SHAR Apprentice and violinist Alberta Barnes makes the case for one of Beethoven's lesser-known masterpieces.
When we think of late Beethoven, we usually think “Ninth Symphony! Late string quartets!” and we go on to conclude that these are his greatest works. But what about his Mass? Have we forgotten his Missa Solemnis in D Major, op. 123? In my years of performance and ardent concert-going, I have yet to play this, see it performed, or even discuss the piece with any other musician, simply because no one seems to be familiar with it. However, the lack of popular familiarity with this piece should not at all diminish its value or significance.
Rather than attempting to launch into a musical analysis of a masterpiece, I prefer instead to present some ideas about the significance of the work and then let the music speak for itself.
First, the piece takes on immediate significance as Beethoven himself was particularly pleased with this composition. In his letter to F. Ries dated April 6, 1822, he declared the piece to be his “greatest work.” He seconds this sentiment in another letter from June 5, 1822. Further, the portrait of Beethoven by Karl Josef Stieler (1820), pictured above, is likely his most famous image. It was painted with the unusual compliance of the composer who normally eschewed such sittings, and he chose to be pictured with the Mass out of all of his works. He seemed particularly fond of this piece, and is it not significant that Beethoven, who wrote instrumental music almost exclusively, turned to choral music in his mature years and found his greatest pride therein?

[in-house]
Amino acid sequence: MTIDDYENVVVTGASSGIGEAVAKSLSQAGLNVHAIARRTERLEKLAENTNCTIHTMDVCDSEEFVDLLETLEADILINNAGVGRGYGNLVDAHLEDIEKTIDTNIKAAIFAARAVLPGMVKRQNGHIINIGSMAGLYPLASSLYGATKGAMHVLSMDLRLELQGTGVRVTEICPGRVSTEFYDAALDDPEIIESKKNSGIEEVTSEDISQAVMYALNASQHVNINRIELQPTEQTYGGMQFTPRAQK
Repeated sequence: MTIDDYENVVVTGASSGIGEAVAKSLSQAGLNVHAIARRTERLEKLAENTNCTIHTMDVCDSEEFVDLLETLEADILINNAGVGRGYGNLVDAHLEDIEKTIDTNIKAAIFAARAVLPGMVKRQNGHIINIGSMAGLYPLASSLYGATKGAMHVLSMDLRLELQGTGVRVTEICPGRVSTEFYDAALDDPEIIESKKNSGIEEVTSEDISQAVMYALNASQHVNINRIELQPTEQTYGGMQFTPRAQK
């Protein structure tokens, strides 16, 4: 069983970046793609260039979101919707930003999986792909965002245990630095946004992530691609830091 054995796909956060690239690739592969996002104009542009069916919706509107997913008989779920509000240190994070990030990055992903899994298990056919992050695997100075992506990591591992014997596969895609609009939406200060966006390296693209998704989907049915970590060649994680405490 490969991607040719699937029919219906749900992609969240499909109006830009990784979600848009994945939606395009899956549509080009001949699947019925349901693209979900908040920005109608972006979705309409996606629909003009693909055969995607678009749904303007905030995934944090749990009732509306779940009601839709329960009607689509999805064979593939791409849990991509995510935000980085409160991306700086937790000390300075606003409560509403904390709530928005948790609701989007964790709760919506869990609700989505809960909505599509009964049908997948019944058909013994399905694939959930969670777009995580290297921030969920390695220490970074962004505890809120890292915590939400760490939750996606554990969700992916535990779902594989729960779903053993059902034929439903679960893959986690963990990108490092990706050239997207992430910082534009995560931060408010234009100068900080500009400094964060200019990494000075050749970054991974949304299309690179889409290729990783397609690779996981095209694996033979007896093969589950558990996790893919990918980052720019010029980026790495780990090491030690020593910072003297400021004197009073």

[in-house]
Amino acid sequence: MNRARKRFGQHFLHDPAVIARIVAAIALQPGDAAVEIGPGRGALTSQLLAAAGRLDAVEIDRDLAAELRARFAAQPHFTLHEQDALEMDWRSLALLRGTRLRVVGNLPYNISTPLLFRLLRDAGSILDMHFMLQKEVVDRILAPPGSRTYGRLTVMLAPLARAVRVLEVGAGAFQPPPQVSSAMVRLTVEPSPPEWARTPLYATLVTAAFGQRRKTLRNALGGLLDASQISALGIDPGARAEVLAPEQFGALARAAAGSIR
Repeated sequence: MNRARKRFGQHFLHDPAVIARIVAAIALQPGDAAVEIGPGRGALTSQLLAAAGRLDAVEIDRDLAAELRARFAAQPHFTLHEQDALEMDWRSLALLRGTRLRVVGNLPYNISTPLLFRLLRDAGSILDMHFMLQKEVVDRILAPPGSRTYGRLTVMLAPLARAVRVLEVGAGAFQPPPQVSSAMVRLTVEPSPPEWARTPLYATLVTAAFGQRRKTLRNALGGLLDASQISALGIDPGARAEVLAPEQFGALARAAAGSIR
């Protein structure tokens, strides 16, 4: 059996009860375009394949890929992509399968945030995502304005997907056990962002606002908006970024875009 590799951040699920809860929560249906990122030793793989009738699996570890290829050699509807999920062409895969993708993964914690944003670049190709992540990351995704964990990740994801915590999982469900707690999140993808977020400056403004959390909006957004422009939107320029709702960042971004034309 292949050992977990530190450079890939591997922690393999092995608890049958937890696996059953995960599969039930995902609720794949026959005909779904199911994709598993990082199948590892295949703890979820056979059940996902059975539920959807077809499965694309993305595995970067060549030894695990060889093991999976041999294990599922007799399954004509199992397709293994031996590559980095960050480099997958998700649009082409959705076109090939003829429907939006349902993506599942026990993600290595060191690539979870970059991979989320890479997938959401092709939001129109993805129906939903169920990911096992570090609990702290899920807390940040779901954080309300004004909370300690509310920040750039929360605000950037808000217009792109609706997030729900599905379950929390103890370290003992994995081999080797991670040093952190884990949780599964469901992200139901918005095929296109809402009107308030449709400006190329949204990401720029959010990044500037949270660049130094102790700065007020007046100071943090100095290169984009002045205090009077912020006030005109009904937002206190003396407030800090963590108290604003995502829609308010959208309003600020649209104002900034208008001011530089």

Secondly, the purpose of the Missa Solemnis is significant. It is indeed a sacred piece and Beethoven did intend it as such; he writes in his letter of September 1824, “My chief aim [in composing the Missa] was to awaken and permanently instill religious feelings…” And the music is indeed sublime. But while this was his primary objective in composing the Mass, there are other beautiful factors to consider as well, such as friendship and ceremony.
Beethoven dedicated this 80 minute work for his dear friend Archduke Rudolf of Austria to be performed on the occasion of his installation as the Archbishop of Olomuc. Beethoven certainly placed a high value on both friendship and ceremony. To the Archduke Rudolf, he wrote in 1819, “The day when a High Mass of mine is performed in honor of the solemnities...will be the most delightful of my life, and God will enlighten me so that my poor abilities may contribute to the splendors of that solemn occasion.” And as far as friendship is concerned, can we be deaf to the emotive force behind Beethoven’s inscription on the copy of the score given to Archduke Rudolf: “From the heart – may it return to the heart!”
During this holiday season, I invite you to allow yourself the time to listen to this great work; allow yourself to be compelled by the religous granduer and emotional force of the piece. The music, I believe, speaks for itself with uncompromised glory.
By Alberta Barnes